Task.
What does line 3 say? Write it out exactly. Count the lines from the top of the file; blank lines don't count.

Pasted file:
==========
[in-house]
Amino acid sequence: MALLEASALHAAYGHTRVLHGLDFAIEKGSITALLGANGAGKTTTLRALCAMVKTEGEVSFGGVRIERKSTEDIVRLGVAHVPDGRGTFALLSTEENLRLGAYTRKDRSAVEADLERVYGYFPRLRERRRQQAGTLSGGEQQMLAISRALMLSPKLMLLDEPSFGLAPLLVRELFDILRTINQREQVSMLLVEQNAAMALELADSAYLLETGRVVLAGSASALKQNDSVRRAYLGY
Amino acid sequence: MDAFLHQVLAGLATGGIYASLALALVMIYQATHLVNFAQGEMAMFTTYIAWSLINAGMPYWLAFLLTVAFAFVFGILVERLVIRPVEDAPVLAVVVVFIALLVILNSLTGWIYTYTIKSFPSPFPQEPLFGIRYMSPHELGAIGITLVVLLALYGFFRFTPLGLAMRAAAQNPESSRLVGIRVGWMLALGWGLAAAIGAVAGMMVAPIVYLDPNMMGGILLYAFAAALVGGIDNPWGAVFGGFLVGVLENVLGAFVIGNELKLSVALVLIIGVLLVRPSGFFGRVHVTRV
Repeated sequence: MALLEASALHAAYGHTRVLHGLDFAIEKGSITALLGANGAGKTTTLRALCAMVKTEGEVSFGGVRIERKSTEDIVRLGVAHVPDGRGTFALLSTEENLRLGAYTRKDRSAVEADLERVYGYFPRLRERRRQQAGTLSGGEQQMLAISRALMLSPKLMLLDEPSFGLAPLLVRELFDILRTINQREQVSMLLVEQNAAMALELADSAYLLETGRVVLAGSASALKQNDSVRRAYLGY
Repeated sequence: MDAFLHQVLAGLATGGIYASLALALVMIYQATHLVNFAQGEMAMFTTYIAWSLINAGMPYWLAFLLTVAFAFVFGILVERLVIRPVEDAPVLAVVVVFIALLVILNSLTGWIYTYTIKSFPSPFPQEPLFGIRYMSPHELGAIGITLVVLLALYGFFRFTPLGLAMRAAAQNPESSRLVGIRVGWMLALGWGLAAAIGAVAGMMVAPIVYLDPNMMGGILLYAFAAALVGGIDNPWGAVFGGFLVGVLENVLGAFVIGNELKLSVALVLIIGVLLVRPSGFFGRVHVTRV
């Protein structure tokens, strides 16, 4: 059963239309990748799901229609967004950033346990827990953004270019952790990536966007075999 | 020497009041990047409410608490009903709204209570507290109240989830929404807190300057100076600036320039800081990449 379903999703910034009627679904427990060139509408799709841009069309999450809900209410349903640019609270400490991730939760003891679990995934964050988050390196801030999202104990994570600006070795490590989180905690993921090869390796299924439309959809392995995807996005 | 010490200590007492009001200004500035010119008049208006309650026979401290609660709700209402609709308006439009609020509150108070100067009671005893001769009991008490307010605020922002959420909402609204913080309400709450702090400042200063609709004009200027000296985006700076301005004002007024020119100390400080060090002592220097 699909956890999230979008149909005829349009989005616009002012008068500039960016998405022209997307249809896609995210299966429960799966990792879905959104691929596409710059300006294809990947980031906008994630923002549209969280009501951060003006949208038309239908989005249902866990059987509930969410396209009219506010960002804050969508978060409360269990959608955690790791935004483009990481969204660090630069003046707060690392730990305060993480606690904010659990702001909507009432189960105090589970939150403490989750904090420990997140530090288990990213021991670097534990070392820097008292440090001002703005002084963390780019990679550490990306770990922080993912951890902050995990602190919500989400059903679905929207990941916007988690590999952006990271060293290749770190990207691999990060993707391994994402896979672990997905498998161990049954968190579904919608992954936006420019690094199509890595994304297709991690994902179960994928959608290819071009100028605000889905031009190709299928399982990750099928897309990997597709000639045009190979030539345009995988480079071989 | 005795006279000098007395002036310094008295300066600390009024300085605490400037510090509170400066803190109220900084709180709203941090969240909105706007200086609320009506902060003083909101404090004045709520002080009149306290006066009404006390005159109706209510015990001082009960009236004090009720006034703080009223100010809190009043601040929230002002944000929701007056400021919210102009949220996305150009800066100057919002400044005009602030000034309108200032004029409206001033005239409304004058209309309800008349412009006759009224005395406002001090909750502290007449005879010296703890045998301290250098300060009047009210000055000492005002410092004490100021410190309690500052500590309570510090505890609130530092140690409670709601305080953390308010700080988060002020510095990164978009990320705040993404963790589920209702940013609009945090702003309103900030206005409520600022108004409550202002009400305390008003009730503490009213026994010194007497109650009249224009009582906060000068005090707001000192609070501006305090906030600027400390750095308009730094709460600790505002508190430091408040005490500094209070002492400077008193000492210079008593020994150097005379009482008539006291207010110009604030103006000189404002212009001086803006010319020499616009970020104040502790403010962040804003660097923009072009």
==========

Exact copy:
Amino acid sequence: MDAFLHQVLAGLATGGIYASLALALVMIYQATHLVNFAQGEMAMFTTYIAWSLINAGMPYWLAFLLTVAFAFVFGILVERLVIRPVEDAPVLAVVVVFIALLVILNSLTGWIYTYTIKSFPSPFPQEPLFGIRYMSPHELGAIGITLVVLLALYGFFRFTPLGLAMRAAAQNPESSRLVGIRVGWMLALGWGLAAAIGAVAGMMVAPIVYLDPNMMGGILLYAFAAALVGGIDNPWGAVFGGFLVGVLENVLGAFVIGNELKLSVALVLIIGVLLVRPSGFFGRVHVTRV